In the Summer of 2020, I received a COVID-19 travel exemption to fly home to Newfoundland from Ontario. Taking the 14-day self-isolation requirement seriously, I arranged to have a vehicle left at the Deer Lake airport so I could drive to my destination without having to interact with anyone. I was honoured that my brother-in-law entrusted me with the family summer truck, a 1997 Ford Ranger that we affectionately call the 'purple truck'.
I spotted her as soon as I walked out of the airport. She stood out in the parking lot amid the shiny SUVs and sedans, full of scratches and dents that defined her age and use. She was a grand sight, and I was brimming with pride as I opened her unlocked doors, threw my bags onto the passenger seat, and crawled in behind the wheel. With the sun shining brightly and my two feet back on the island, I wasn't the least bit bothered that there would be no air conditioning or satellite radio for my hour and a half long drive.
As instructed, I found the key in the center console. The old girl started on the third try. I rummaged through the console and then the glove compartment, looking for the parking pass that would allow me to exit the lot. Unable to find it but unfazed, I started driving toward the parking kiosk, willing to pay the maximum fee so I could be on my way. At the kiosk, I did one last check for the pass, looking through papers under the sun visor. A sudden feeling of panic came over me as I pulled out a photo of a family, embraced and smiling, none of whom I recognized. It took only a quick scan of the parking lot to confirm my fear. Parked just two rows over was the twin of the purple truck I was sitting in.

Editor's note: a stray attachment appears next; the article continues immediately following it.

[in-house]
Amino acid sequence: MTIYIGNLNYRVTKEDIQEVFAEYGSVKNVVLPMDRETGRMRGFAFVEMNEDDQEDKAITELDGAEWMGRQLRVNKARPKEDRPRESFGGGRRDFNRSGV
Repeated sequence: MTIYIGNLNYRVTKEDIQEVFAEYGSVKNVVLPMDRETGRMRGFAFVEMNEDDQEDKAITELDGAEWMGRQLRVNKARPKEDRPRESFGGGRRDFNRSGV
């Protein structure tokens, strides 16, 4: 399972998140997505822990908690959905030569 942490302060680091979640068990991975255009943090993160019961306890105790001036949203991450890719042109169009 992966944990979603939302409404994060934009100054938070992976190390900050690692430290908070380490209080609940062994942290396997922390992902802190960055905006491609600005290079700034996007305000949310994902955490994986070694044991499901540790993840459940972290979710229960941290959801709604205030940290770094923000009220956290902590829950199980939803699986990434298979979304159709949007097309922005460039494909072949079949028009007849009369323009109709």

The next few minutes were a blur. I backed up into the same spot I had so confidently just left and put the truck in park. I walked over to the second purple truck and sure enough, found the doors unlocked and the key and parking pass together inside the center console. I sheepishly went back to the first truck and returned the key to the console and tucked the photo back under the visor. I removed my belongings, made sure there were no signs of an intruder, and left the truck unlocked for the next traveller.
I won't soon forget the drive on the Trans-Canada Highway that day, windows cranked down and Newfie music playing on the cassette player. I had two long weeks ahead of me before I could see my family, but at least I was home. I also chuckled to myself, feeling so fortunate that I hadn't found the parking pass in the first truck, which I'm sure was hidden somewhere inside. If I had, I would have been blissfully unaware of having a stolen purple truck parked in the driveway during my 14-day isolation.